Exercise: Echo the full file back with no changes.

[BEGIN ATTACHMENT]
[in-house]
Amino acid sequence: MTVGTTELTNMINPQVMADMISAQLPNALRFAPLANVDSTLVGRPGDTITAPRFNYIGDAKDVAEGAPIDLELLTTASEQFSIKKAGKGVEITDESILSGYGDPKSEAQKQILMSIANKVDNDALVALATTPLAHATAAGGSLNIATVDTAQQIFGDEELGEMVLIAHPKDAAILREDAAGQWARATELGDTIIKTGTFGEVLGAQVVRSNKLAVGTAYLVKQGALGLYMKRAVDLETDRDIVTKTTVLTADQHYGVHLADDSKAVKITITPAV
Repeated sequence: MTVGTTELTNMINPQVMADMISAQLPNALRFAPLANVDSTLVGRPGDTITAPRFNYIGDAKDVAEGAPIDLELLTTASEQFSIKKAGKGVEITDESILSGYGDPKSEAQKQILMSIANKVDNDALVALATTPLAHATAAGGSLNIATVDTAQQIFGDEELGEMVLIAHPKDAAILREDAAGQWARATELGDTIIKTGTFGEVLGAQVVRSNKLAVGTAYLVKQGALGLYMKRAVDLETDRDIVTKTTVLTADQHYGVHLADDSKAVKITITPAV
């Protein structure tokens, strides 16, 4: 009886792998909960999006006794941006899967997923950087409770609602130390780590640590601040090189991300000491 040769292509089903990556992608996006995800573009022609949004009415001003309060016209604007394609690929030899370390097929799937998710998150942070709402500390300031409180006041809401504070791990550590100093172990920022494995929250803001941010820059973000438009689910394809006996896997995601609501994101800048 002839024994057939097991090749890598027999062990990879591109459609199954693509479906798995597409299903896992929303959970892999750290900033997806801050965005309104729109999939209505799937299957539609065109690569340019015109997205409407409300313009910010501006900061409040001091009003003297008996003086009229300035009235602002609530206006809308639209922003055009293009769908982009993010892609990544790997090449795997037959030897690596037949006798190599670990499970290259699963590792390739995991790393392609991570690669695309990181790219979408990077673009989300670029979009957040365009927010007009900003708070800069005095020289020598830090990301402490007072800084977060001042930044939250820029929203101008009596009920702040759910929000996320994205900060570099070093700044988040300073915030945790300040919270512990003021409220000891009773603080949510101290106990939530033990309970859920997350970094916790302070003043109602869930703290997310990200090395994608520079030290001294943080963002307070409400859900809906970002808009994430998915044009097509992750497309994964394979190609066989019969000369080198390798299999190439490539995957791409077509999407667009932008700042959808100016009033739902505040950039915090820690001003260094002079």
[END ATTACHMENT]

[in-house]
Amino acid sequence: MTVGTTELTNMINPQVMADMISAQLPNALRFAPLANVDSTLVGRPGDTITAPRFNYIGDAKDVAEGAPIDLELLTTASEQFSIKKAGKGVEITDESILSGYGDPKSEAQKQILMSIANKVDNDALVALATTPLAHATAAGGSLNIATVDTAQQIFGDEELGEMVLIAHPKDAAILREDAAGQWARATELGDTIIKTGTFGEVLGAQVVRSNKLAVGTAYLVKQGALGLYMKRAVDLETDRDIVTKTTVLTADQHYGVHLADDSKAVKITITPAV
Repeated sequence: MTVGTTELTNMINPQVMADMISAQLPNALRFAPLANVDSTLVGRPGDTITAPRFNYIGDAKDVAEGAPIDLELLTTASEQFSIKKAGKGVEITDESILSGYGDPKSEAQKQILMSIANKVDNDALVALATTPLAHATAAGGSLNIATVDTAQQIFGDEELGEMVLIAHPKDAAILREDAAGQWARATELGDTIIKTGTFGEVLGAQVVRSNKLAVGTAYLVKQGALGLYMKRAVDLETDRDIVTKTTVLTADQHYGVHLADDSKAVKITITPAV
């Protein structure tokens, strides 16, 4: 009886792998909960999006006794941006899967997923950087409770609602130390780590640590601040090189991300000491 040769292509089903990556992608996006995800573009022609949004009415001003309060016209604007394609690929030899370390097929799937998710998150942070709402500390300031409180006041809401504070791990550590100093172990920022494995929250803001941010820059973000438009689910394809006996896997995601609501994101800048 002839024994057939097991090749890598027999062990990879591109459609199954693509479906798995597409299903896992929303959970892999750290900033997806801050965005309104729109999939209505799937299957539609065109690569340019015109997205409407409300313009910010501006900061409040001091009003003297008996003086009229300035009235602002609530206006809308639209922003055009293009769908982009993010892609990544790997090449795997037959030897690596037949006798190599670990499970290259699963590792390739995991790393392609991570690669695309990181790219979408990077673009989300670029979009957040365009927010007009900003708070800069005095020289020598830090990301402490007072800084977060001042930044939250820029929203101008009596009920702040759910929000996320994205900060570099070093700044988040300073915030945790300040919270512990003021409220000891009773603080949510101290106990939530033990309970859920997350970094916790302070003043109602869930703290997310990200090395994608520079030290001294943080963002307070409400859900809906970002808009994430998915044009097509992750497309994964394979190609066989019969000369080198390798299999190439490539995957791409077509999407667009932008700042959808100016009033739902505040950039915090820690001003260094002079």